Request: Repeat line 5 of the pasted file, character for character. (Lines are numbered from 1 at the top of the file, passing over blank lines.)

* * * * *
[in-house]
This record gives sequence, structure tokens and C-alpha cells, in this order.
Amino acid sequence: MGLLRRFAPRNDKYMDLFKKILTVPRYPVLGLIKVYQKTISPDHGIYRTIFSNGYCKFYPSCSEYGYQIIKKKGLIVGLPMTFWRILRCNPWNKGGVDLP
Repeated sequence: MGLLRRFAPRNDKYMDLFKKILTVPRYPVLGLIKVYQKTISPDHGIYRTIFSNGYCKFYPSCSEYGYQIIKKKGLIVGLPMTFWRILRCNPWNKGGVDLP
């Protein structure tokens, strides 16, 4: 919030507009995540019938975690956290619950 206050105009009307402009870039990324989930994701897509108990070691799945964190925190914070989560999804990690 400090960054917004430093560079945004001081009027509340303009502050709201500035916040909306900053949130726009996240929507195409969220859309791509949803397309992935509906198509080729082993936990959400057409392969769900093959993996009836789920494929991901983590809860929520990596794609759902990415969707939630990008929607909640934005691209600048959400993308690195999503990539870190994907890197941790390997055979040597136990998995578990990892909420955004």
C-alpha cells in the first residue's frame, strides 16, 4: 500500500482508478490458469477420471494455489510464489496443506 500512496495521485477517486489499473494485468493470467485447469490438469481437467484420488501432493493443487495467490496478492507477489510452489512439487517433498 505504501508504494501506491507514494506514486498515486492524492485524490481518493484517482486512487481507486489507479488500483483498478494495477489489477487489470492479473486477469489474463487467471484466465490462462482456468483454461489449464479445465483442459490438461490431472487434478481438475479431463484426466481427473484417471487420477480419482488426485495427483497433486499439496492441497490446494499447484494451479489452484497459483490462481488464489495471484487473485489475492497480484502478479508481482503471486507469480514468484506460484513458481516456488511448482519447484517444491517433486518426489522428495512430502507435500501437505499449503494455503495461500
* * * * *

């Protein structure tokens, strides 16, 4: 919030507009995540019938975690956290619950 206050105009009307402009870039990324989930994701897509108990070691799945964190925190914070989560999804990690 400090960054917004430093560079945004001081009027509340303009502050709201500035916040909306900053949130726009996240929507195409969220859309791509949803397309992935509906198509080729082993936990959400057409392969769900093959993996009836789920494929991901983590809860929520990596794609759902990415969707939630990008929607909640934005691209600048959400993308690195999503990539870190994907890197941790390997055979040597136990998995578990990892909420955004």